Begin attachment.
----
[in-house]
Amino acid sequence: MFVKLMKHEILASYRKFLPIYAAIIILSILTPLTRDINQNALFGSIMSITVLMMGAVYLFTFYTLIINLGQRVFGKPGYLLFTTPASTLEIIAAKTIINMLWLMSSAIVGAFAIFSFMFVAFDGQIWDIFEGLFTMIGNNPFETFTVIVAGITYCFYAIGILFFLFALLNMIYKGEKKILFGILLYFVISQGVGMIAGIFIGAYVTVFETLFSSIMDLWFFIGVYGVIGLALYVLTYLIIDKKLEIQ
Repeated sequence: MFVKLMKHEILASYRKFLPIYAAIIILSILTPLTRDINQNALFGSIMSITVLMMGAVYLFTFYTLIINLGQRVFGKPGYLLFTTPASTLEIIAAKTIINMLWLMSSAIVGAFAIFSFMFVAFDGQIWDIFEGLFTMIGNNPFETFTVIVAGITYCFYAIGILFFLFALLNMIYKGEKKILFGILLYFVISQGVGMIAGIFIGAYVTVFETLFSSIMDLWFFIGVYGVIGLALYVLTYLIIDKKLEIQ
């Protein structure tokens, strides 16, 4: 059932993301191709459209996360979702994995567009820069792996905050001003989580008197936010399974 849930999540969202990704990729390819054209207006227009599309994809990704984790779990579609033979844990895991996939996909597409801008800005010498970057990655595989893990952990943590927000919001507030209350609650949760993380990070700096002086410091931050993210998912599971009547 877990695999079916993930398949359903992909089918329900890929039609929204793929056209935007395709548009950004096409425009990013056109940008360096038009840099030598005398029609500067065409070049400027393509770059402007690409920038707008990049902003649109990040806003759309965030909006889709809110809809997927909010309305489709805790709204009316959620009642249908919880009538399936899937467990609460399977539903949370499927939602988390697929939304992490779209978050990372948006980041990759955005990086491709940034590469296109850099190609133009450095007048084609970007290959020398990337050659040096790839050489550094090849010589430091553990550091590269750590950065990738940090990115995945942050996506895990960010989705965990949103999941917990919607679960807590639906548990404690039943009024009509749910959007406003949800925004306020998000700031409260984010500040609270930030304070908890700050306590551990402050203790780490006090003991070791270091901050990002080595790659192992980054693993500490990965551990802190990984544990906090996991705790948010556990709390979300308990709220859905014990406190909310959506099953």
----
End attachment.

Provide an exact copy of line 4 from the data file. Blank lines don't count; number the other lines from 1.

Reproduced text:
């Protein structure tokens, strides 16, 4: 059932993301191709459209996360979702994995567009820069792996905050001003989580008197936010399974 849930999540969202990704990729390819054209207006227009599309994809990704984790779990579609033979844990895991996939996909597409801008800005010498970057990655595989893990952990943590927000919001507030209350609650949760993380990070700096002086410091931050993210998912599971009547 877990695999079916993930398949359903992909089918329900890929039609929204793929056209935007395709548009950004096409425009990013056109940008360096038009840099030598005398029609500067065409070049400027393509770059402007690409920038707008990049902003649109990040806003759309965030909006889709809110809809997927909010309305489709805790709204009316959620009642249908919880009538399936899937467990609460399977539903949370499927939602988390697929939304992490779209978050990372948006980041990759955005990086491709940034590469296109850099190609133009450095007048084609970007290959020398990337050659040096790839050489550094090849010589430091553990550091590269750590950065990738940090990115995945942050996506895990960010989705965990949103999941917990919607679960807590639906548990404690039943009024009509749910959007406003949800925004306020998000700031409260984010500040609270930030304070908890700050306590551990402050203790780490006090003991070791270091901050990002080595790659192992980054693993500490990965551990802190990984544990906090996991705790948010556990709390979300308990709220859905014990406190909310959506099953």